The good news for Democrats is that the apathy of many of their voters — which contributed to Hillary Clinton’s losing in November — is gone now that Donald Trump is president.
The bad news for Democrats is that the fires of protest could burn so brightly that they alienate moderate voters and threaten any Democrats who decline to throw gasoline on the fires.
The anger of the liberal base is such that “a firestorm of criticism . . . awaits [Democratic lawmakers] when they don’t stand up to Trump,” Wikler says. As for primary challenges for Democrats who won’t confront Trump at every turn: “Everything is on the table.”
Of course, missing in the progressive reaction to Trump’s victory was anything more than cursory mention of why the Left, during Obama’s eight years, had failed to fulfill promises of “hope and change,” address rising income inequality and middle-class stagnation, or win the respect of either America’s friends or adversaries.
A few Democrats have recently begun to question the party’s relentless choice of a negative, obstructionist tone. “I’d leave [Trump] out of the message and appeal to his base with a meaningful jobs plan,” Craig Crawford, an adviser to former Democratic senator Jim Webb of Virginia, told U.S. News and World Report, adding:
Don’t take his bait. Braying donkeys only make noise. Democrats should present a shadow government agenda that gives working-class Americans jobs and hope. Democrats should learn something from their futile efforts of the Reagan years, attacking the man instead of winning back his voter base with a positive message.
Democratic senator Chris Murphy of Connecticut, agreed in part, telling the paper:
We need to be guided by a positive message about economic growth for everybody and a country that includes everybody. . . . We can’t respond to everything.”
Murphy suggest that the sheer number and pace of Trump initiatives makes it impossible to maintain a state of perpetual outrage. “To Democrats, it’s no accident,” notes David Catanese, the U.S. News and World Report journalist who wrote the story. “Yet given that Trump’s approval rating is hovering between a respectable 45 percent and 49 percent depending on the poll, the fury emanating out of Washington and other major American cities is likely disproportional to the country at large. To some Democrats, this is a flashing alarm that incessant full-throated opposition is counterproductive.”
After all, it will be difficult to sustain the Trump Derangement Syndrome that his “shock and awe” behavior has inspired. “Whether intended or accidental, Trump’s barrage of initiatives is thus far, by sheer volume and audacity, having the effect of confusing and overwhelming his opponents,” said Benjamin Ginsberg, a political scientist at John Hopkins University.
But the confusion is only making it more difficult for Democrats to think strategically. Even the Trump executive order temporarily banning travel from seven Muslim nations wins support from about half of the American people, despite a rollout that many — including National Review editors — criticized as botched. Support for building a wall along the border with Mexico hovers at an approval rate of 50 percent or higher.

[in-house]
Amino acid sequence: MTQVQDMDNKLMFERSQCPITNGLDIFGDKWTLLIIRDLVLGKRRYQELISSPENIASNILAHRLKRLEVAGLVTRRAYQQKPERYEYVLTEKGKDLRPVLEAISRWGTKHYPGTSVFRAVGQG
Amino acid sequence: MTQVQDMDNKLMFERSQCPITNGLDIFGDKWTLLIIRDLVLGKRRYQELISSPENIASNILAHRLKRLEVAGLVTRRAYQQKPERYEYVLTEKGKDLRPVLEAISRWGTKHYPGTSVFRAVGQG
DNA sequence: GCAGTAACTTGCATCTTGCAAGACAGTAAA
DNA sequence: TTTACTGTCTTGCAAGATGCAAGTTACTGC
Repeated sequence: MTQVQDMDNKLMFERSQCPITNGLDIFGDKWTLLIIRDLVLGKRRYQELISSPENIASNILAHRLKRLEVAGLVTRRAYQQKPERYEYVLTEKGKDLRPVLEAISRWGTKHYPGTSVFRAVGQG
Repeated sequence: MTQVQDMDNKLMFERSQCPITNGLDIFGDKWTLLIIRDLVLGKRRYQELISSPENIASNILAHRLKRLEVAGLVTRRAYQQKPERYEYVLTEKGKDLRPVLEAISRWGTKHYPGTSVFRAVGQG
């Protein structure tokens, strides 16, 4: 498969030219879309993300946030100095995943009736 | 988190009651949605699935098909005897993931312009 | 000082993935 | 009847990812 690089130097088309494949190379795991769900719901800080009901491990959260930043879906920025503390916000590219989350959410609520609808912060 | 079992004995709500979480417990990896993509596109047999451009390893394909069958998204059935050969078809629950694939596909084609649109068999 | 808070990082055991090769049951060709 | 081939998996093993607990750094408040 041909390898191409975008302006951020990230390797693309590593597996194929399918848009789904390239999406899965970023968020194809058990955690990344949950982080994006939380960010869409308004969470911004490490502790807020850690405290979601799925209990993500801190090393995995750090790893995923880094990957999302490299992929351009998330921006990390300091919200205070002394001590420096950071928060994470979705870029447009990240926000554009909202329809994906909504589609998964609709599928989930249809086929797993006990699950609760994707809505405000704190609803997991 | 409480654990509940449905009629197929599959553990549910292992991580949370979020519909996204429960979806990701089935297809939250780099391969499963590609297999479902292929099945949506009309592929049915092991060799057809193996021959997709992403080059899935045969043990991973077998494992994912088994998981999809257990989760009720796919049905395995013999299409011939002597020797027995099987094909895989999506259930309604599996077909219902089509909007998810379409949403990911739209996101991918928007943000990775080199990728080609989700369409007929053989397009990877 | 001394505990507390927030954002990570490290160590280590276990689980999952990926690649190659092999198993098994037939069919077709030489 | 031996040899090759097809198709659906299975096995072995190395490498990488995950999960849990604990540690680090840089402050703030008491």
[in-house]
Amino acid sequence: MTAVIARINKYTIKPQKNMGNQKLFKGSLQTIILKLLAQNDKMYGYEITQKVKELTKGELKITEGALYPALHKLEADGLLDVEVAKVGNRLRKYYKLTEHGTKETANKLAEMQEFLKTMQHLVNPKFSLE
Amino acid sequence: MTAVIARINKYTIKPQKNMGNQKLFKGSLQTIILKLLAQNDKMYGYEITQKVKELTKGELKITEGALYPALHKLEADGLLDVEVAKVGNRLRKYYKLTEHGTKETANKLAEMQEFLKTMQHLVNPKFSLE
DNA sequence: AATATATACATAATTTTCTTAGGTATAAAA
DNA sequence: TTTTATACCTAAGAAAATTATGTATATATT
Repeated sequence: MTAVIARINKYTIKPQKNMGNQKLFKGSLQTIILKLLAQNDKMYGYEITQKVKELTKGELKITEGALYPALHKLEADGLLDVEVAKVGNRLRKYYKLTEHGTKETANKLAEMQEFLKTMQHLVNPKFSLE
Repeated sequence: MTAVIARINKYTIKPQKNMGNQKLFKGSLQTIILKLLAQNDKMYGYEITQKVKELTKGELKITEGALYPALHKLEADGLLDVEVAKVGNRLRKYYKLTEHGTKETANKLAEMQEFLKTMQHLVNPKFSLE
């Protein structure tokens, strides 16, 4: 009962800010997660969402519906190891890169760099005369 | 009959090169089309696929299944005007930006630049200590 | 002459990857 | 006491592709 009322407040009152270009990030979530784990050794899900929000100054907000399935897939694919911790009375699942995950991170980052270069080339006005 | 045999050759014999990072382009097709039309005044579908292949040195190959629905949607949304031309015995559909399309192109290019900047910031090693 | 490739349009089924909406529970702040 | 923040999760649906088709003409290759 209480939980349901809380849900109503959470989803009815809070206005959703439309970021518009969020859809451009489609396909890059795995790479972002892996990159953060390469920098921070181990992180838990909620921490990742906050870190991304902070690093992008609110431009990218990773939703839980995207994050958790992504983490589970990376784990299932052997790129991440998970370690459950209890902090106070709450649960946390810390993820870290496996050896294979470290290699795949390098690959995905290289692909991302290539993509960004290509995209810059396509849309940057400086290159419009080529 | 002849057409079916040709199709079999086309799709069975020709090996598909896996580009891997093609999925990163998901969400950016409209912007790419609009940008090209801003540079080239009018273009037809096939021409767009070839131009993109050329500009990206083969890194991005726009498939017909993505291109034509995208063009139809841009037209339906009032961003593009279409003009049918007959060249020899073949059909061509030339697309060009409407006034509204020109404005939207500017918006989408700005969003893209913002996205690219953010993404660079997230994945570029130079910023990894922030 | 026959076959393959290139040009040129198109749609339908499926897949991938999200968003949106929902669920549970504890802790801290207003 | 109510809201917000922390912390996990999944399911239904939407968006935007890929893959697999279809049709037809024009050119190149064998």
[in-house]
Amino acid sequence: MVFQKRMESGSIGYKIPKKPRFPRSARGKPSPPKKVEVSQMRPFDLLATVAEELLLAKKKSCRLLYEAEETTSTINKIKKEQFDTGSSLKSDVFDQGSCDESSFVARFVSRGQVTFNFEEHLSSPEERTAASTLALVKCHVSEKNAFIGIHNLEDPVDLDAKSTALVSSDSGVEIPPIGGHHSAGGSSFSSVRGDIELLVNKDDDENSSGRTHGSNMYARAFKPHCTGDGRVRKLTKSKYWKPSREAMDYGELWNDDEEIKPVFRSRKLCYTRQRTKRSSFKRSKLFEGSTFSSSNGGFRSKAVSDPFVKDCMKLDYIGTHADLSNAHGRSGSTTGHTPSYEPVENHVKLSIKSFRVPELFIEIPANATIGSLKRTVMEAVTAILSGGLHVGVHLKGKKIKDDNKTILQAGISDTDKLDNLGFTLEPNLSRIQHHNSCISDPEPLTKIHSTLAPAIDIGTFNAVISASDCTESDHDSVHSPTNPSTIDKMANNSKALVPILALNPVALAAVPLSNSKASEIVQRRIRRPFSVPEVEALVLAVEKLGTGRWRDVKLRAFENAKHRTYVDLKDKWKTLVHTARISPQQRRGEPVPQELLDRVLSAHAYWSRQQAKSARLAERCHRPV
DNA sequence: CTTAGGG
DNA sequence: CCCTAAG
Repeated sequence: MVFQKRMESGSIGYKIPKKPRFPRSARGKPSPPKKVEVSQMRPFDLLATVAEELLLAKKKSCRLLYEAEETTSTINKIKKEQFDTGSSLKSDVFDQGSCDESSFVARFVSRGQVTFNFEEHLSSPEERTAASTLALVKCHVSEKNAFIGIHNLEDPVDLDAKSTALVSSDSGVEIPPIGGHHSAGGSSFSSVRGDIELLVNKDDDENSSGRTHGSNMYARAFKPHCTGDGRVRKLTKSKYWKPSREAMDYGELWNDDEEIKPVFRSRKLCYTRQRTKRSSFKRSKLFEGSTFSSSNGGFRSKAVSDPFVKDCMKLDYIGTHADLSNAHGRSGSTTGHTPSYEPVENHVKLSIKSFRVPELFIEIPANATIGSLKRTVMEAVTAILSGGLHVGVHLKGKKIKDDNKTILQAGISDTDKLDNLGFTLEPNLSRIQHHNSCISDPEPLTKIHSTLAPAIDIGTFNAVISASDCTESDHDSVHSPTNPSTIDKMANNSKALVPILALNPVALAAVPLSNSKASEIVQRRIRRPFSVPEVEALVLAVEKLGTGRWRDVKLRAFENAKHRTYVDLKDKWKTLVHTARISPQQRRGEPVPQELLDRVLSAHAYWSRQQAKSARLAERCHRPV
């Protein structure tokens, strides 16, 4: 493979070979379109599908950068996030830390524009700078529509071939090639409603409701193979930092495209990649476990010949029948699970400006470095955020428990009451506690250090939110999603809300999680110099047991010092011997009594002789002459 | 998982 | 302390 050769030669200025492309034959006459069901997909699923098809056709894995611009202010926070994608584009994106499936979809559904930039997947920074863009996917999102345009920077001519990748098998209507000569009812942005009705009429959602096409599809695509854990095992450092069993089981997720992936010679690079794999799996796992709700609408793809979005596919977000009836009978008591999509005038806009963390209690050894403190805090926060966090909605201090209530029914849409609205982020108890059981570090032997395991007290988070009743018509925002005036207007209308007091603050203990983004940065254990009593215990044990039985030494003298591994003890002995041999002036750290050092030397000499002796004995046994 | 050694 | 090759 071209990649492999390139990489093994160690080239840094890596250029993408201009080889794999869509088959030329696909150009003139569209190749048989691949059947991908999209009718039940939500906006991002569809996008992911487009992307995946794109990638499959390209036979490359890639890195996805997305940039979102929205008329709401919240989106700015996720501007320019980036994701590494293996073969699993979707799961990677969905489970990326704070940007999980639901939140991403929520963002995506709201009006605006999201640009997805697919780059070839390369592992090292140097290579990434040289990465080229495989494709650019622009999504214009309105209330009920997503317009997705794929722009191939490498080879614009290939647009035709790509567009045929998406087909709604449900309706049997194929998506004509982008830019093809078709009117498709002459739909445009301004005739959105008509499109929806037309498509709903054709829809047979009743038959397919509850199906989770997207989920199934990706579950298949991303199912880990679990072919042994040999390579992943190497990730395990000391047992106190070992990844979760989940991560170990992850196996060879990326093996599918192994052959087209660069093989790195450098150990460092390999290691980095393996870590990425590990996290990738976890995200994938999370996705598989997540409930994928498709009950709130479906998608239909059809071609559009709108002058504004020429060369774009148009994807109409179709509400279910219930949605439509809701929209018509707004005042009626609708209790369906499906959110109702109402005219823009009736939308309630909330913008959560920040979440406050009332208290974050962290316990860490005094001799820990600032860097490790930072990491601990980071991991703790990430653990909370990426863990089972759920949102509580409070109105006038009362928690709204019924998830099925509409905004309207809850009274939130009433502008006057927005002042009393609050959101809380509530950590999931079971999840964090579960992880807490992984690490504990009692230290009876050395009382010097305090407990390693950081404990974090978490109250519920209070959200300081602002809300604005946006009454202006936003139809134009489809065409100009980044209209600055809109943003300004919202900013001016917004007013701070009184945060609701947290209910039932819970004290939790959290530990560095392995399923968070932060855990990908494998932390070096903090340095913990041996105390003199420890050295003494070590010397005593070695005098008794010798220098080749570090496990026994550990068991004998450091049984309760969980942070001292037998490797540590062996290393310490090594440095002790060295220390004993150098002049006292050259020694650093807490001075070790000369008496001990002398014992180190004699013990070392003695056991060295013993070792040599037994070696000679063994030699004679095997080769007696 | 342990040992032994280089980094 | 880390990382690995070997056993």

The first test of the “total resistance” strategy against Trump will come with the confirmation battle over Neil Gorsuch, Trump’s choice for the Supreme Court. Left-wing groups are urging Democrats to use any and all means to block Gorsuch. That includes browbeating Democratic senators who want a more normal confirmation process. After Chris Coons, a Democratic senator of Delaware, said he believed that Gorsuch deserved a hearing and an eventual vote, the liberal Progressive Change Campaign Committee e-mailed its 1 million members, urging them to rebuke him.
“There is zero appetite among the public for weakness from Democratic politicians,” Stephanie Taylor, the committee’s co-founder, told U.S. News and World Report.
Claims that the public wants a filibuster of Gorsuch are preposterous.
But claims that the public wants a filibuster of Gorsuch are preposterous. In a CNN poll released today, respondents backed Gorsuch’s confirmation by a margin of 49 percent to 36 percent. Sensible Senate Democrats know that if they filibuster Gorsuch, the likely result will be that Senate GOP leader, Mitch McConnell, will simply scrap the filibuster and leave Democrats with even less power to influence the fate the next nominee, which would seriously tilt the balance of the court rightward.
But for now, such practical considerations are being pushed aside in the rush to portray Donald Trump as some kind of “fascist in chief” occupying the White House. In California, Democratic assembly member Reggie Jones-Sawyer of Los Angeles has predicted that the anti-Trump resistance will be “a looming, long, ferocious and hard-fought legal war with bloodshed stretching from the Golden State to Washington D.C.”
If Democrats believe that this kind of hyper-partisan opposition will carry the day or appeal to moderates, I say, “Good luck with that.” Donald Trump has a knack for alienating many voters and saying stupid things. But his biggest asset may be that his over-the-top adversaries are even better at painting themselves in negative terms.
— John Fund is NRO’s national-affairs correspondent.